will be imported, Australia's

current account deficit will be

on the radar on the radar screens.

Employment at 10,000 doesn't

seem that significant for a seem that significant for a big deal. It doesn't seem

significant when you say it

quickly, there's only about

35,000 unemployed males in the

whole state of Western

Australia. So it will have a

big impact there, that will

have flow-on effects through

the economy as those people

employed on the construction

phase actually spend more in

the overall economy, it will

boost retail employment,

boosting property employment,

so the overall employment

effects will be greater than

that. Two other big projects

need final investment decision,

the Queensland Curtis LNG and

Inpex's project, together an

estimated $47 billion. What

will they do to growth

projections. There's about

another 10 major LNG projects

coming on to the drawing coming on to the drawing boards

over the next 10 months, the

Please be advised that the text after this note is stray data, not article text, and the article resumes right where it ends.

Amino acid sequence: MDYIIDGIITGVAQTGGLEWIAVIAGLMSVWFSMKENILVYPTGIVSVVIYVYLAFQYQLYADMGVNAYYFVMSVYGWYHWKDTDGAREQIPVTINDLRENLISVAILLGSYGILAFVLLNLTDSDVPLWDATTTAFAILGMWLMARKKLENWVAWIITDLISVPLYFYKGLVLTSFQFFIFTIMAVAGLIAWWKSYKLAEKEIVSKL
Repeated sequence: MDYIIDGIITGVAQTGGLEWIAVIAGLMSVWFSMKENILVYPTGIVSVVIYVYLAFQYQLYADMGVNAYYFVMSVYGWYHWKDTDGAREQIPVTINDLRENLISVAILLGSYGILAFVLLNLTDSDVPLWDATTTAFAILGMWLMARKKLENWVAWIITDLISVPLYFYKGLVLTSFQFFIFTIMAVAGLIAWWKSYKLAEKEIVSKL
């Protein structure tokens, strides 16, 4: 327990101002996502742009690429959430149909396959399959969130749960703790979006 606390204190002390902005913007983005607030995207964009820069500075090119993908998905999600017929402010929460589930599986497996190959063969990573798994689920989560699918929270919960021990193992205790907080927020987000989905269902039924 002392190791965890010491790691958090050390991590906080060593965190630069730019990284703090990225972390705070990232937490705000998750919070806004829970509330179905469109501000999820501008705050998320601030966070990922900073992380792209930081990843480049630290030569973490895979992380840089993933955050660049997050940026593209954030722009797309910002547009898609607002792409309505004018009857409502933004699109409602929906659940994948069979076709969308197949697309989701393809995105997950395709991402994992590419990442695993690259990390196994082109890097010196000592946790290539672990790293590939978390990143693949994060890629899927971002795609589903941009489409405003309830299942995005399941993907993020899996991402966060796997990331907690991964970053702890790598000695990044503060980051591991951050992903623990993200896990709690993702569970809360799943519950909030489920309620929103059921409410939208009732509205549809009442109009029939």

two you mentioned are the two you mentioned are the

large. If they are on large. If they are on board as

well as Gorgon, we'll see a

record capital expenditure in

2010, a real surprise, given

how weak business invest. And

confidence was six months

ago. The contract prices that

Chevron got from Japan Chevron got from Japan and

South Korea are over 20-25

years, will we rue the day for

locking in long-term contracts,

is that the only way to do

business. Certainly it provides

the firms certainty, which they

need to have before committing

to spending vast sums of to spending vast sums of money,

there's no other way around it.

The second point to note is

it's not Australia actually

that is exploring and

developing major LNG projects.

In the US a lot of these

projects go under way. In that

respect to have the certainty

about getting the price insist

place may not be a bad

decision. Brian Redican, thanks

for joining us. Pleasure. As

we heard on Lateline, this week

marks a year since the collapse

of Lehman Brothers, and a